CFO for Successfully Placed

Investors, Reid Hoffman, Omidyar Networks, Stage: Rapid Global Growth

The highly regarded Kiva organization had been seeking a CFO for over two years when they turned to Arnold Partners for help. We helped streamline the criteria and process and helped them attract a true winner to support their growth.


CFO Hired at Adaptive Planning

Investors: Norwest, RBC, Onset Stage: Rapid Growth

World’s number one business intelligence SaaS company was seeking a CFO who could help drive their growth. Unique role since the products they sell are used by CFO’s. Needed to satisfy a long list of requirements from a very demanding CEO.


How to Hire a CFO: Avoid this Common Pitfall

louI read with great interest a LinkedIn post by Lou Adler, the self-proclaimed “Original Headhunter” about how to avoid hiring mistakes. As a long-time executive search consultant and former hiring manager, avoiding mistakes is paramount for me and my CEO clients.

Lou made some excellent points about cultural fit, not over or under hiring, assigning appropriate tasks once the new hire is on board, etc. However, he failed to mention a common hiring practice: the misuse of references. It just so happened that this practice was the subject of a lunch conversation I had with a CEO a few days after reading Lou’s post.

The CEO was not having success in hiring a senior finance person. Rather than using references early in the process to gain an objective, outside view of a candidate, she made the mistake of using the references after she made up her mind about who to hire. The reference merely validated her decision. When used correctly, references are a very valuable tool to uncover the truth about candidates before making a hiring decision.

When and How to Check References?

This business is a bit tricky. Say you are courting a new CFO to your company and she is currently a CFO of a public company. You can hardly start calling official or backdoor references prior to a serious intent to hire.  Let’s lower the bar: say you are courting a CFO who is currently in between assignments…when is it ok to start the reference checking process?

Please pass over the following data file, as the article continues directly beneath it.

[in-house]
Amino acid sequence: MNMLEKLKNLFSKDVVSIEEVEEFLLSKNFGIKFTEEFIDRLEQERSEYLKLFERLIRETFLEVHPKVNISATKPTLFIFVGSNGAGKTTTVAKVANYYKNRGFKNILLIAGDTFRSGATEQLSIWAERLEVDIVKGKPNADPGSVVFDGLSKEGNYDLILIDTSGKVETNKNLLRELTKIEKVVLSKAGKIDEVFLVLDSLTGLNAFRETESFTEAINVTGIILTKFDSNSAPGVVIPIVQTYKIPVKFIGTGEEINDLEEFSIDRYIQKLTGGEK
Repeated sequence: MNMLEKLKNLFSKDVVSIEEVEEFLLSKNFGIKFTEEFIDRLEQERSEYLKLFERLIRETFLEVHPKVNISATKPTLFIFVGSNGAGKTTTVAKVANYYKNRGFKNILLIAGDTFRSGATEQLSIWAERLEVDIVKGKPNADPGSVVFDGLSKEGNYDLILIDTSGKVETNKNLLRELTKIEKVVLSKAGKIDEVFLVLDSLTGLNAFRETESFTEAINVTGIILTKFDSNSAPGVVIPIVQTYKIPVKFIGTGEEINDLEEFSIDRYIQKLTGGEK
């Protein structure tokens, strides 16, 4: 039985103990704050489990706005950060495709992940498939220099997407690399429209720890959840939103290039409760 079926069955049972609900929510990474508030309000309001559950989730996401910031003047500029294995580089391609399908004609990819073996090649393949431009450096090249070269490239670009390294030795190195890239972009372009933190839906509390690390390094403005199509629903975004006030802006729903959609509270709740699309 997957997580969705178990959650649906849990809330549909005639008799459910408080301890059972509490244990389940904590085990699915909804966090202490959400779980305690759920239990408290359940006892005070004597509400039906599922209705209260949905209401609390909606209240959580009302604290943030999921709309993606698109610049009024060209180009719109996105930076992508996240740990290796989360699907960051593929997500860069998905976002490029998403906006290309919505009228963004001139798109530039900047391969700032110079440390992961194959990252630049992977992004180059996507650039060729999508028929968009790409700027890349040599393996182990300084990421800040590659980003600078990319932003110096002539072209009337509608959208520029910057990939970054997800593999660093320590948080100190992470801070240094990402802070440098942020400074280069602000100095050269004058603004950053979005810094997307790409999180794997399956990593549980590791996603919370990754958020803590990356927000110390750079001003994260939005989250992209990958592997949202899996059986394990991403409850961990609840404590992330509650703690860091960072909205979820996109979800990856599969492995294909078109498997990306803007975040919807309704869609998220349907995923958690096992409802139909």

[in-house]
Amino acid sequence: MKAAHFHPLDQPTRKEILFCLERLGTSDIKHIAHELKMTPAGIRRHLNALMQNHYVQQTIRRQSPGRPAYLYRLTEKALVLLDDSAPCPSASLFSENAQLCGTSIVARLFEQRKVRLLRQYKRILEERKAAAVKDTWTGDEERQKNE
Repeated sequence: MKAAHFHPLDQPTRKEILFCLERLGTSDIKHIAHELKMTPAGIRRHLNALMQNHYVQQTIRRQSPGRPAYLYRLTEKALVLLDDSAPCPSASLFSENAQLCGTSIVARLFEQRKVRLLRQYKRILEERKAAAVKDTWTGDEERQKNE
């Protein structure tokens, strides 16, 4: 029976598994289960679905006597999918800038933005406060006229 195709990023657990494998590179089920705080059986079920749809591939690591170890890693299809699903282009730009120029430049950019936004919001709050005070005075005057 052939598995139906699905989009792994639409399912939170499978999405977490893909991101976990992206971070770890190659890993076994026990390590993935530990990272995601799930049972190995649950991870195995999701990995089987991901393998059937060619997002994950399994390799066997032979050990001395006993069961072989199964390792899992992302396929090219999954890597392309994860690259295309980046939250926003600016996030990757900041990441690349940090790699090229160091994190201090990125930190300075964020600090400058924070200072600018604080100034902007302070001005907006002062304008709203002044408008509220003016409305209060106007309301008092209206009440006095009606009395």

A Two-Edged Sword to Swing Carefully

In the somewhat small halls of Sand Hill Road, everyone’s references are quietly checked all the time.

In hiring a CFO, the reference process is a delicate and infinitely important one. There isn’t a hard and fast rule for when and how to check references. It needs to be considered on a case by case basis. But one thing I will recommend: don’t make the mistake of waiting to check references until the very end of your hiring process. You’ll just validate your view of the candidate, or waste a lot of your time and that of your executive team.

For those interested in understanding how to hire a CFO, I also recommend hiring a third party to execute on finding the truth about anyone you’re thinking about adding to your team. This will take the emotion out of the equation. If you have comments or want to share your thoughts on how to hire a CFO, please email me, Dave Arnold, at or call 408-205-7373.


Industry-Specific Experience: Key in CFO Search?

yahooThis is a pressing question I get asked a lot by CEOs, CFOs, and Investors. My answer always stimulates a passionate discussion.

Two recent, high-profile CFO appointments shed light on the issue.

Ken Goldman (63) was hired by Yahoo! and Marissa Mayer (38) to help resurrect this great entity. What is Yahoo! anyway? Simply put, it’s a digital media company, but it has trouble explaining that in an elevator pitch. I suppose it’s many things, and it’s sitting on a big pile of cash! How does Ken fit in from an industry perspective? Ken started his career in semiconductors (Cypress), moved to software (Seibel), then to the famed @Home, then back to security software (Fortinet). You could make a case that @Home and Yahoo! have some similarities, but on the surface, it doesn’t seem like a natural transition or fit for Ken.